Smile Politely

Dispatches from isolation: May 23rd

This column offers a glimpse into how people in C-U are working and spending their time during the stay-at-home order. You can read previous installments here. Have questions, or want to suggest a person for this series? Email us at [email protected].

How are you spending your days in isolation?


8:30 a.m.

This morning begins like every other. My husband brings me a cappuccino every morning before we officially start the day. (I’m either spoiled or loved.) This is our Coffee Conference. We talk about the media buzz surrounding J.B. Pritzker’s latest announcement about outside seating. All of our friends in the [restaurant] industry are moving through this as best as we all know how. It’s tough out there. We decide it’s best for us [The Bread Company] to continue to remain closed for now.

I check in on our family Marco Polos. Our family is spread around the country so I crave the snippets of their lives. We have family and friends who live solo, and this keeps us all super connected.

9:30 a.m.

My husband, Derrick, leaves for tennis. He’s been playing through a league at the Champaign Park District, which has been reopening its tennis league play. I’m happy for him and jealous for me. Before the shutdown I was playing soccer four nights a week, twice in a league at Soccer Planet and twice with Graybeard Soccer. In addition to that, we both spent two to three nights a week at the Y, and our kids played soccer with Urbana United, Soccer Planet, and Champaign Park District. This brought it all to a screeching halt.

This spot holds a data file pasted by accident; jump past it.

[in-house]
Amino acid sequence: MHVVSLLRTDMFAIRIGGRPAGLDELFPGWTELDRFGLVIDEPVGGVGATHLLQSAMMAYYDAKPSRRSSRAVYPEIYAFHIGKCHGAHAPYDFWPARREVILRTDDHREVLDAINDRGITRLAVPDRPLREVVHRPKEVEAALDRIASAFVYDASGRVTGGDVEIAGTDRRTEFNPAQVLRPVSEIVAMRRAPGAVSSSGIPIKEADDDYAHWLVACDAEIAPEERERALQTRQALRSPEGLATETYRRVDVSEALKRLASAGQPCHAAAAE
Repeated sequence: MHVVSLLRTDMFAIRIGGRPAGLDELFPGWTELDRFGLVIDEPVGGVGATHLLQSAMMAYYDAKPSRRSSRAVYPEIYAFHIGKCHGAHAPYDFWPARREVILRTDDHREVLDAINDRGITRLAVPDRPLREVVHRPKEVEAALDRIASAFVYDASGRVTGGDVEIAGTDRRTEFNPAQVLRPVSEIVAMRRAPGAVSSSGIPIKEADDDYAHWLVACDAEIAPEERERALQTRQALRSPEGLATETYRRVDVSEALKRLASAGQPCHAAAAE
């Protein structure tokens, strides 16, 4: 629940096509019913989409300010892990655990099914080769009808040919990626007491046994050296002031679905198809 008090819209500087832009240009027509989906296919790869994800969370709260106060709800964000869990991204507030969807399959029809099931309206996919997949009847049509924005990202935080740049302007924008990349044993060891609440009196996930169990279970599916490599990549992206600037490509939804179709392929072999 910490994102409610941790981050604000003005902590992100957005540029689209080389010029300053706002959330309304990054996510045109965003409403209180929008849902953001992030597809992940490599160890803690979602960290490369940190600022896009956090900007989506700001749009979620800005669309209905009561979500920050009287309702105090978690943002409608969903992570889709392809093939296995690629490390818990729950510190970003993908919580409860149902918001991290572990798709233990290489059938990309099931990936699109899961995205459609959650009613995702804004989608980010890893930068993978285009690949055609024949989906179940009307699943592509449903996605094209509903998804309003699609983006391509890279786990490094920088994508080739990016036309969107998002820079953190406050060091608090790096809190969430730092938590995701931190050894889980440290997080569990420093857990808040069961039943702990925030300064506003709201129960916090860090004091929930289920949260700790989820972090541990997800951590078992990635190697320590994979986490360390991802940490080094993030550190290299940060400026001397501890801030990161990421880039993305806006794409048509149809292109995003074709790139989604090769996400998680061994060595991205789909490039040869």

10:30 a.m.

A close up of the body of a cream-colored acoustic guitar. Photo by Lindsay Aikman.

Photo by Lindsay Aikman.

Quick guitar check-can I play a simple Jack Johnson song? Still nope. Or Broken Halos? Yes, but only the basic chords.

Cereal for everyone.

Fortnite for the boys (eight and 11 years old). This is their main social network; it’s how they keep up with their cousins and best friends.

The dishes. With five of us in the house, the dishes never stop.

10:50 a.m.

Four images in one square grid. Each image shows a lock of blonde hair. The bottom right quadrant shows a lock of blonde hair and a pair of scissors. Photo by Lindsay Aikman.

Photo by Lindsay Aikman.

Hold up. 

Find evidence of cut hair. That’s a bad sign. It means there’s a bigger problem somewhere. I don’t care so much about hair, but I definitely care about the bold and brave decision making logic of a three year old who did this without consulting an adult. It’s like finding the cap to a permanent marker: Where is the rest of the disaster?